And so we will see whether they simply prove a leading indicator. Perhaps Canada can start to peak in the next few weeks. But equally there might need to be a little bit more restricting unfortunately going on in certain other provinces to get to that point. And so broadly speaking, a challenging environment purely from a virus perspective.

The IMF has lately come out with its own semiannual research publications. And a few interesting things I think worth sharing. One would be when they were looking into why so much economic damage occurred, was it because governments created rules limiting activity? Or was it because people voluntarily opted to socially distance and not engage in as much economic activity or as much mobility?

The answer is it’s certainly both. And so that’s what you would expect. However, interestingly, in the developed world they find that more of the damage came from people voluntarily distancing than from the government rules themselves.

And so one of the points or one of the implications of that is that even if governments were to lift all of the rules, you would not see economies completely snap back. The only way you get economies all the way back is if the virus is essentially dealt with. And so that’s some distance off and it helps to explain why vaccines have been so much in focus.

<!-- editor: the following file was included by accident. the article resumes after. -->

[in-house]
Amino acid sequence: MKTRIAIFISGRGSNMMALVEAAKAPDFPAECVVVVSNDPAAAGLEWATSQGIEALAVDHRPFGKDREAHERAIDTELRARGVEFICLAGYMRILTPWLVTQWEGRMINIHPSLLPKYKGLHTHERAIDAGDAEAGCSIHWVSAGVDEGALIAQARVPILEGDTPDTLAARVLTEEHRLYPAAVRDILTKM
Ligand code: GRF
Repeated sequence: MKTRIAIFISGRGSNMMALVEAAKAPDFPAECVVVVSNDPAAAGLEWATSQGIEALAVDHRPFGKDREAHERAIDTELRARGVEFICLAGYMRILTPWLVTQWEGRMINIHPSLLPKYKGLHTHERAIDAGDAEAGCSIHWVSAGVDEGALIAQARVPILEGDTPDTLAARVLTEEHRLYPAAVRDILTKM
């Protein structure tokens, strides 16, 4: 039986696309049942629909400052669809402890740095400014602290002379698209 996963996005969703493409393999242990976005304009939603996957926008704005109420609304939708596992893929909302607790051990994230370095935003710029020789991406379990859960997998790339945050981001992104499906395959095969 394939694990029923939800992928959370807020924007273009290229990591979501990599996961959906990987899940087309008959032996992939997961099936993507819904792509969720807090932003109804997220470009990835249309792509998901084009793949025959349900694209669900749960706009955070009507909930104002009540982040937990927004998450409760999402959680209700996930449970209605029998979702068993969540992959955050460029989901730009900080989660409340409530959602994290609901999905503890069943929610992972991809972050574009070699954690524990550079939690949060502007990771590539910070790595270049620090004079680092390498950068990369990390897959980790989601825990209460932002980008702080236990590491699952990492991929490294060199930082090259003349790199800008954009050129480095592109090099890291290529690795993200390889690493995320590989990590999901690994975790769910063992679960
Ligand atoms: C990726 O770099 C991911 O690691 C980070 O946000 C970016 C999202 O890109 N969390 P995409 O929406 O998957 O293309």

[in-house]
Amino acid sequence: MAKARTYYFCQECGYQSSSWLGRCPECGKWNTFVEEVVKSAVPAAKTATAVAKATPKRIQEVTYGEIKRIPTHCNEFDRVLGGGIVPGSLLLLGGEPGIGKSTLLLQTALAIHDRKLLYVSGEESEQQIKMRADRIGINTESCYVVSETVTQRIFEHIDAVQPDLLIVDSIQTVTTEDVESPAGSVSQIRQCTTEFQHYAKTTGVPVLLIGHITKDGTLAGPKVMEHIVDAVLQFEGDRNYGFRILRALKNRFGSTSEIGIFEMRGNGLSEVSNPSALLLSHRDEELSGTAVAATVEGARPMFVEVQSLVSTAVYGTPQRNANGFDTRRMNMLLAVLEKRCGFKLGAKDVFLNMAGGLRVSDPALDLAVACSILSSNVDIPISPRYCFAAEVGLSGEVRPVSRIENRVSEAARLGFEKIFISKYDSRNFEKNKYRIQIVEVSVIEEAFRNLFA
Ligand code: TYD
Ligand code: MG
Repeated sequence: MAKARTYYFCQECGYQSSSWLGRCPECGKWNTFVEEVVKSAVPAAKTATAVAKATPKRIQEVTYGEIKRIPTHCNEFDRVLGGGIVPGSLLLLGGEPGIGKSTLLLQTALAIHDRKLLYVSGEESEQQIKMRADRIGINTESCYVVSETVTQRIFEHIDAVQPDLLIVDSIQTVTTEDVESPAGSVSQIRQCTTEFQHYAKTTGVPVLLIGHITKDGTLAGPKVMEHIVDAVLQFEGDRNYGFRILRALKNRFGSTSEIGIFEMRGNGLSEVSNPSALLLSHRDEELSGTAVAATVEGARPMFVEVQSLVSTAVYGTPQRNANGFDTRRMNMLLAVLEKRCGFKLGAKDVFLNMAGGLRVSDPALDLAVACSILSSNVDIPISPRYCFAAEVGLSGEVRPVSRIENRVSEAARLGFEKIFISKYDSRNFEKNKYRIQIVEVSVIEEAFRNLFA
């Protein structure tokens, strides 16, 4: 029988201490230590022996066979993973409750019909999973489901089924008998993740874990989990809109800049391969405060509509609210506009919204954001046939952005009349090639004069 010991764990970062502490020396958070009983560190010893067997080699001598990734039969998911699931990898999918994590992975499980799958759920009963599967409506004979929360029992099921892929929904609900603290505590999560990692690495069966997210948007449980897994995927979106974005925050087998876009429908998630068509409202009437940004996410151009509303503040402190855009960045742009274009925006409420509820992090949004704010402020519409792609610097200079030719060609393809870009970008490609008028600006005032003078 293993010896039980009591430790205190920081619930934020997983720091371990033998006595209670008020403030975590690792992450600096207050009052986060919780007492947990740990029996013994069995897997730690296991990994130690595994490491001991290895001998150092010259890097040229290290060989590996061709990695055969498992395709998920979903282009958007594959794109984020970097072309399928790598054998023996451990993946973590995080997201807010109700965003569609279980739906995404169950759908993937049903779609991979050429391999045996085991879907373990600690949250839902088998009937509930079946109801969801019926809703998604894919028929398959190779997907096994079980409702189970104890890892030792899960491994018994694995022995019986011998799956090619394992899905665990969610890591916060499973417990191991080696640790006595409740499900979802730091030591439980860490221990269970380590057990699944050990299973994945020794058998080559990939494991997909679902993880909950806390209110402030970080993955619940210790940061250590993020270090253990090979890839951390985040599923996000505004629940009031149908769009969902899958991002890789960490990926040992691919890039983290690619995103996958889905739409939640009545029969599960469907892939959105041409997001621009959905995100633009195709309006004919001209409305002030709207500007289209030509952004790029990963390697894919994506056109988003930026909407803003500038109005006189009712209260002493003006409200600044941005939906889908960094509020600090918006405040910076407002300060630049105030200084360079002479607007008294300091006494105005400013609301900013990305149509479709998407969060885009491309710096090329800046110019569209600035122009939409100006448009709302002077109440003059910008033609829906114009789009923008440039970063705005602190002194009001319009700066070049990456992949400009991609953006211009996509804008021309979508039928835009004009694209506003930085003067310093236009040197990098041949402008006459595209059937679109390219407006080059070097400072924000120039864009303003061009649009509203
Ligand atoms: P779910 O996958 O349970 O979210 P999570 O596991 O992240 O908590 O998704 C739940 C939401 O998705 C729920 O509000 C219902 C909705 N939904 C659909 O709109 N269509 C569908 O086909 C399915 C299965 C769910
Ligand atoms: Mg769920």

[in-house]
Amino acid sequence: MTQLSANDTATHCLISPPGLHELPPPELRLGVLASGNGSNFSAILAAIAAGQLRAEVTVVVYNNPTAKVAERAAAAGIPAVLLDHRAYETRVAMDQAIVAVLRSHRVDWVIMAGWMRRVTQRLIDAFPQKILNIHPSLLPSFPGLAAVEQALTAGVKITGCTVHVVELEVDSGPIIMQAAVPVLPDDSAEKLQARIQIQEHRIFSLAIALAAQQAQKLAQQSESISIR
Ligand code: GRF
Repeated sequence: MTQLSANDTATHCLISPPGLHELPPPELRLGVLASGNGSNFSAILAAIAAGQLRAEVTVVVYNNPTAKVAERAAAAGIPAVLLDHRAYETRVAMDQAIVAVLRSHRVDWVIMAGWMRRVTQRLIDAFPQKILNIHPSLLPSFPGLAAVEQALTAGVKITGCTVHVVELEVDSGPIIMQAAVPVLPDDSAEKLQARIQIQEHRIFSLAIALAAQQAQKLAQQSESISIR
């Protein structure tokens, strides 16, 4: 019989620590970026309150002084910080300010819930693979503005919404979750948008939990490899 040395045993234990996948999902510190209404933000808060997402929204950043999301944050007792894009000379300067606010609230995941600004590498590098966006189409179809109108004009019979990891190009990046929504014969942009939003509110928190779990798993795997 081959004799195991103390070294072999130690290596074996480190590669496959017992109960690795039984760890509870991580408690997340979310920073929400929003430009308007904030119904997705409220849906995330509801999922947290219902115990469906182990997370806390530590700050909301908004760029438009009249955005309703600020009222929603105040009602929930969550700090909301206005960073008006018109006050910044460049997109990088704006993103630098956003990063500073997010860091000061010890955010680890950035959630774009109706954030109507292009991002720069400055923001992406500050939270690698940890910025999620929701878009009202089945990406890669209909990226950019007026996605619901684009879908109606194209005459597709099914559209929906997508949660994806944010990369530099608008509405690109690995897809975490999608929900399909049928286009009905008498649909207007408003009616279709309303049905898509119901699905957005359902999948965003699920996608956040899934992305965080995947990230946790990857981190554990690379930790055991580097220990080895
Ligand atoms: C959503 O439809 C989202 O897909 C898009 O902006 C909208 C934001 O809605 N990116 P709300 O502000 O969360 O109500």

The other interesting item we took from the IMF work was the view that there is some permanent damage that will occur. And so there’s a lot of focus on the next few years and the economy underperforms and it takes a while to normalize. However, they are saying they think several percentage points of output will be permanently lost. In other words, what constitutes a normal economy will be at least a little bit smaller post-pandemic than it was before. We’ve budgeted for some of this. Not quite as much as the 3.5 percentage point loss that the IMF has put in. So that’s food for thought. We’ll be taking a closer look at that over time.

Turning just to the latest run of economic data, a couple quick things to mention. One would just be we’ve updated our own methodology for tracking mobility data. We’ve essentially cut out Apple Mobility. It’s proven a little bit too finicky and too sensitive to seasonal considerations for our liking. And so we have somewhat of a smoother, more reliable measure in the end using Google Mobility and Oxford Stringency data.